By a clinical perspective, instruments such as the JLS can be useful to evaluate possible altered states and behaviors related to passionate love in adolescence. Brand et al.24, for example, says that adolescents’ early-stage of intense romantic love can be highly comparable to hypomania, changing sleep patterns, mood, daily concentration, and daily activity. Also, especially in psychotherapy contexts, adolescents have a chance to talk about their feelings and thoughts about love, sex, and intimacy during the time they use to complete the scale. Besides, it allows therapists to have a chance to evaluate some skills that adolescents must come to develop9.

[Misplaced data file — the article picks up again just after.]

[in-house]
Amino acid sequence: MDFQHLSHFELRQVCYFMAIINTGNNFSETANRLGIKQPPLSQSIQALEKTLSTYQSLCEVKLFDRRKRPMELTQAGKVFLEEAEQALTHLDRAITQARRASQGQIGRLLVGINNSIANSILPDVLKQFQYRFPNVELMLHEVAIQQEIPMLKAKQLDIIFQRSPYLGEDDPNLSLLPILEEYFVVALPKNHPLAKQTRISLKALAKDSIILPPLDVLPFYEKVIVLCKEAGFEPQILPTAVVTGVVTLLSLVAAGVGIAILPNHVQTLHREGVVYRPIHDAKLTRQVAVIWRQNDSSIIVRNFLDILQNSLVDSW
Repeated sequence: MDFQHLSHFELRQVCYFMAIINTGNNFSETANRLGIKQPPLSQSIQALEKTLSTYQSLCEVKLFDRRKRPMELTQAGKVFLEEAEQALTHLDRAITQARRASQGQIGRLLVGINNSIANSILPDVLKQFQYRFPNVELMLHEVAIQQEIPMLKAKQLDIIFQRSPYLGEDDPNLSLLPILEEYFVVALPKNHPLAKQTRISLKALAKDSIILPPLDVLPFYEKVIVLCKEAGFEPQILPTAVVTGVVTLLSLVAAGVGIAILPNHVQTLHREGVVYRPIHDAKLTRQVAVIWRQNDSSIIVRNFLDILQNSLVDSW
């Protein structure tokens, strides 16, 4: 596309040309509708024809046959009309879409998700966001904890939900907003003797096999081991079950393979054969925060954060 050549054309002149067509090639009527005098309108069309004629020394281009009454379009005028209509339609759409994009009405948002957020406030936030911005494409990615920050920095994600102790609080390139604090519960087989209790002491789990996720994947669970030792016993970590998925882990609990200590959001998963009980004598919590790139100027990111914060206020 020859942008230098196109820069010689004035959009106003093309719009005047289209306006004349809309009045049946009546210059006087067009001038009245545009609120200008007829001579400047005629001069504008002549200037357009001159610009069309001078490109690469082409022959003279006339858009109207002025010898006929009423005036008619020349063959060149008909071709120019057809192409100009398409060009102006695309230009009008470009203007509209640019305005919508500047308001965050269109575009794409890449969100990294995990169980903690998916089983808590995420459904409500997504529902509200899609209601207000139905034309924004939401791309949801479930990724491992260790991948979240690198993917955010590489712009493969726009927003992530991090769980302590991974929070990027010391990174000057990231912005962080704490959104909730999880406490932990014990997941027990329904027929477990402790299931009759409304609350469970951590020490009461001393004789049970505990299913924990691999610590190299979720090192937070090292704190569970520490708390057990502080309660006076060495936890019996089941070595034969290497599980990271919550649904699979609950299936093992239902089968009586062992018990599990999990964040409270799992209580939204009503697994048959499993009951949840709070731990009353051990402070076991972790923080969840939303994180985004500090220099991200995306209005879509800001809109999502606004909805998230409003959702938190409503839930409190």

It is noteworthy to acknowledge some limitations in this translation and cross-cultural adaptation process. There is no consolidated or consensual theory on romantic love in children and adolescents. Therefore, the evaluation of the judges may be somewhat biased by their impressions and observations of passionate love. Moreover, some key expressions on the original content of the scale have no equivalent in Brazilian Portuguese, which hampered the translation process. In such cases, new expressions were developed to ensure the semantic quality issues. However, the translation process requires specific care in linguistic terms since it must preserve the idiosyncrasy of the language in which the scale will be translated to and have in mind the target community of interest. Moreover, the semantic adaptation of any scale or test is necessary to the extent that ensures language understanding to the population for which it is intended to25,26. Additionally, though the JLS was originally developed for children from 3 to 18 years, we have assured language clarity only for adolescents from 14 to 18 years. Thus, future studies are needed to ensure the adequacy of the Brazilian version of the JLS for a younger population. Also, the scale should be administered to a large sample of teenagers so that psychometric properties can be verified.